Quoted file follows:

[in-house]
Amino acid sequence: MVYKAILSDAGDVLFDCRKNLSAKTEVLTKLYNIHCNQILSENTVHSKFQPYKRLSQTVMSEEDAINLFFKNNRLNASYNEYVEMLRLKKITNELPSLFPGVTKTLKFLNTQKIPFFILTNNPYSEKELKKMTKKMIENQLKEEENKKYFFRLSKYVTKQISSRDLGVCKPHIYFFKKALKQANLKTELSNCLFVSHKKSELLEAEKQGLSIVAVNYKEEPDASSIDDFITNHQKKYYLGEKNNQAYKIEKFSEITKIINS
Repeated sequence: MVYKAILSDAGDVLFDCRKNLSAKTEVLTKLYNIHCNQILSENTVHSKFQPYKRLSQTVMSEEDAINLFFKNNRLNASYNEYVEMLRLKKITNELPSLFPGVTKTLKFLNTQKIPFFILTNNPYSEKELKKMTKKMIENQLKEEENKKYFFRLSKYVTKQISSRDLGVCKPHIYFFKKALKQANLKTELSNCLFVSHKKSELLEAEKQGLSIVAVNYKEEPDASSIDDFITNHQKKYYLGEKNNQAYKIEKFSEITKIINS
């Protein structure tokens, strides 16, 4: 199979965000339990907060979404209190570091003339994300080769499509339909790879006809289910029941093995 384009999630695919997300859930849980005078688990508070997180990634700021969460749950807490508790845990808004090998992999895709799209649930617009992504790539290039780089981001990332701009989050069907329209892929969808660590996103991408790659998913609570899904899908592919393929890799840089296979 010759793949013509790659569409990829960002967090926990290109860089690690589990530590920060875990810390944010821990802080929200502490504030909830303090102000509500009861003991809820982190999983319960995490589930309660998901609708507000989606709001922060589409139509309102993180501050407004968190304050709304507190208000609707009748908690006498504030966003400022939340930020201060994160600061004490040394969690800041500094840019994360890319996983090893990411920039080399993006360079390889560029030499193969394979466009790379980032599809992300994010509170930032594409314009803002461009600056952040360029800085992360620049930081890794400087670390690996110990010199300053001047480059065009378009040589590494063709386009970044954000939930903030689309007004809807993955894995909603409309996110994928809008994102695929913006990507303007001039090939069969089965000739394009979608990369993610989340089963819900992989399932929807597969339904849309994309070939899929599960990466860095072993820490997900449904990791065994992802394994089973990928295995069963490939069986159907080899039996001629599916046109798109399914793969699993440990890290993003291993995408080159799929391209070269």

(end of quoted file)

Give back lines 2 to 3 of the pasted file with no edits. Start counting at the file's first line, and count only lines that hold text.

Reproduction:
Amino acid sequence: MVYKAILSDAGDVLFDCRKNLSAKTEVLTKLYNIHCNQILSENTVHSKFQPYKRLSQTVMSEEDAINLFFKNNRLNASYNEYVEMLRLKKITNELPSLFPGVTKTLKFLNTQKIPFFILTNNPYSEKELKKMTKKMIENQLKEEENKKYFFRLSKYVTKQISSRDLGVCKPHIYFFKKALKQANLKTELSNCLFVSHKKSELLEAEKQGLSIVAVNYKEEPDASSIDDFITNHQKKYYLGEKNNQAYKIEKFSEITKIINS
Repeated sequence: MVYKAILSDAGDVLFDCRKNLSAKTEVLTKLYNIHCNQILSENTVHSKFQPYKRLSQTVMSEEDAINLFFKNNRLNASYNEYVEMLRLKKITNELPSLFPGVTKTLKFLNTQKIPFFILTNNPYSEKELKKMTKKMIENQLKEEENKKYFFRLSKYVTKQISSRDLGVCKPHIYFFKKALKQANLKTELSNCLFVSHKKSELLEAEKQGLSIVAVNYKEEPDASSIDDFITNHQKKYYLGEKNNQAYKIEKFSEITKIINS